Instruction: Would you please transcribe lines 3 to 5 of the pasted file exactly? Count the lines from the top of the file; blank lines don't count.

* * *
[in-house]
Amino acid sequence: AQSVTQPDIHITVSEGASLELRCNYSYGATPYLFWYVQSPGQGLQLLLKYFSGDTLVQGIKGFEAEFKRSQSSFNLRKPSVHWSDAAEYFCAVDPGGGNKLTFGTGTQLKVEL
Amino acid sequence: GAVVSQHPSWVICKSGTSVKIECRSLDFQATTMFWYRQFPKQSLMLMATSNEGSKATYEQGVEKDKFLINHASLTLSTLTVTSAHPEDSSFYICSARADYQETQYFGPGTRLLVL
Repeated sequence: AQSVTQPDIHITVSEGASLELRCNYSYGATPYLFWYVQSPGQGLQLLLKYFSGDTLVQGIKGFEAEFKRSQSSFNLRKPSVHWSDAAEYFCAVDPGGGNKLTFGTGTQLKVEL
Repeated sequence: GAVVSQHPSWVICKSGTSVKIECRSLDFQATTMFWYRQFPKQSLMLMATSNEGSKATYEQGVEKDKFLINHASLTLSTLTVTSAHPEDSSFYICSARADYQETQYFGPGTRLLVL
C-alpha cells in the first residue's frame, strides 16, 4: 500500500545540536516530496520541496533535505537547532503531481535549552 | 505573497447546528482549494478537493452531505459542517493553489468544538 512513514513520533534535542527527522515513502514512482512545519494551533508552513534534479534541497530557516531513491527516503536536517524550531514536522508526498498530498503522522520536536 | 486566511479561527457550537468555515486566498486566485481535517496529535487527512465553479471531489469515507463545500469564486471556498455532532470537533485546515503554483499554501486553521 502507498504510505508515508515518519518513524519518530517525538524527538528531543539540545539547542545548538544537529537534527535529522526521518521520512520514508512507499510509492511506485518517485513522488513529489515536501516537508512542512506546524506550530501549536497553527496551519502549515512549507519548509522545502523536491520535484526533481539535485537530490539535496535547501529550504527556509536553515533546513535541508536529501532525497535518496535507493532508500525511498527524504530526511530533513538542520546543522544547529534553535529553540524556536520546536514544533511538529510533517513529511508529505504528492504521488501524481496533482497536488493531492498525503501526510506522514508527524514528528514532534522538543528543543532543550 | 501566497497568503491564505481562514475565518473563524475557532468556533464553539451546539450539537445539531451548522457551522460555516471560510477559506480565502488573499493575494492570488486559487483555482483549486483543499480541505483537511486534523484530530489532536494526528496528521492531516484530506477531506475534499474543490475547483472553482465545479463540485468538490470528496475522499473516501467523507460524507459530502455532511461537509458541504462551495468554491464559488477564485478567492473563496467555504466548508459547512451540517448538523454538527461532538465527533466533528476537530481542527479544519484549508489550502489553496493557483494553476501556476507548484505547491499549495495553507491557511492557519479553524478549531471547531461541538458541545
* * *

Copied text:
Amino acid sequence: GAVVSQHPSWVICKSGTSVKIECRSLDFQATTMFWYRQFPKQSLMLMATSNEGSKATYEQGVEKDKFLINHASLTLSTLTVTSAHPEDSSFYICSARADYQETQYFGPGTRLLVL
Repeated sequence: AQSVTQPDIHITVSEGASLELRCNYSYGATPYLFWYVQSPGQGLQLLLKYFSGDTLVQGIKGFEAEFKRSQSSFNLRKPSVHWSDAAEYFCAVDPGGGNKLTFGTGTQLKVEL
Repeated sequence: GAVVSQHPSWVICKSGTSVKIECRSLDFQATTMFWYRQFPKQSLMLMATSNEGSKATYEQGVEKDKFLINHASLTLSTLTVTSAHPEDSSFYICSARADYQETQYFGPGTRLLVL